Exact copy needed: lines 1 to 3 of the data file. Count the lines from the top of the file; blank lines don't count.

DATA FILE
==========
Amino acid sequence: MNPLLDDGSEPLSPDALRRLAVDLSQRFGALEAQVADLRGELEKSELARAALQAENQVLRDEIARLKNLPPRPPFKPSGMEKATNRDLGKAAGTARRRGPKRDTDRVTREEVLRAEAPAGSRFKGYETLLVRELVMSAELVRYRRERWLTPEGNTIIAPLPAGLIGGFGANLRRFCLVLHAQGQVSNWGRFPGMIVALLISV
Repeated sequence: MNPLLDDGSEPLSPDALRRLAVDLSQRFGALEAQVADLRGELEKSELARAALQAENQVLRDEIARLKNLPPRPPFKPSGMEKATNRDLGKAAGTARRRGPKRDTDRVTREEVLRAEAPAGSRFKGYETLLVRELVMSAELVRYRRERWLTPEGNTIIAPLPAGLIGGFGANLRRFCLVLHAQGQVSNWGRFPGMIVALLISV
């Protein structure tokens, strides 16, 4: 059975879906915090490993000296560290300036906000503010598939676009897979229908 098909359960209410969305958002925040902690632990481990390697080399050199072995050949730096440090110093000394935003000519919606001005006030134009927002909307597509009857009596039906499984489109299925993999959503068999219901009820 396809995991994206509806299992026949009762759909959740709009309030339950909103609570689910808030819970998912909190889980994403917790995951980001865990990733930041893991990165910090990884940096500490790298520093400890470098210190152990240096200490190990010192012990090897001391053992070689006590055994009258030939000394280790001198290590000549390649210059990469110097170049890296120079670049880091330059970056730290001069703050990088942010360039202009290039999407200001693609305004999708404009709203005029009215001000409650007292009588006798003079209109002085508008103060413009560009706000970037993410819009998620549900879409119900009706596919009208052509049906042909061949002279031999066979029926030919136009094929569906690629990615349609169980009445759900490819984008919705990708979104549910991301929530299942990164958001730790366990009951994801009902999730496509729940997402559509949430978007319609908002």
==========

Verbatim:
Amino acid sequence: MNPLLDDGSEPLSPDALRRLAVDLSQRFGALEAQVADLRGELEKSELARAALQAENQVLRDEIARLKNLPPRPPFKPSGMEKATNRDLGKAAGTARRRGPKRDTDRVTREEVLRAEAPAGSRFKGYETLLVRELVMSAELVRYRRERWLTPEGNTIIAPLPAGLIGGFGANLRRFCLVLHAQGQVSNWGRFPGMIVALLISV
Repeated sequence: MNPLLDDGSEPLSPDALRRLAVDLSQRFGALEAQVADLRGELEKSELARAALQAENQVLRDEIARLKNLPPRPPFKPSGMEKATNRDLGKAAGTARRRGPKRDTDRVTREEVLRAEAPAGSRFKGYETLLVRELVMSAELVRYRRERWLTPEGNTIIAPLPAGLIGGFGANLRRFCLVLHAQGQVSNWGRFPGMIVALLISV
């Protein structure tokens, strides 16, 4: 059975879906915090490993000296560290300036906000503010598939676009897979229908 098909359960209410969305958002925040902690632990481990390697080399050199072995050949730096440090110093000394935003000519919606001005006030134009927002909307597509009857009596039906499984489109299925993999959503068999219901009820 396809995991994206509806299992026949009762759909959740709009309030339950909103609570689910808030819970998912909190889980994403917790995951980001865990990733930041893991990165910090990884940096500490790298520093400890470098210190152990240096200490190990010192012990090897001391053992070689006590055994009258030939000394280790001198290590000549390649210059990469110097170049890296120079670049880091330059970056730290001069703050990088942010360039202009290039999407200001693609305004999708404009709203005029009215001000409650007292009588006798003079209109002085508008103060413009560009706000970037993410819009998620549900879409119900009706596919009208052509049906042909061949002279031999066979029926030919136009094929569906690629990615349609169980009445759900490819984008919705990708979104549910991301929530299942990164958001730790366990009951994801009902999730496509729940997402559509949430978007319609908002």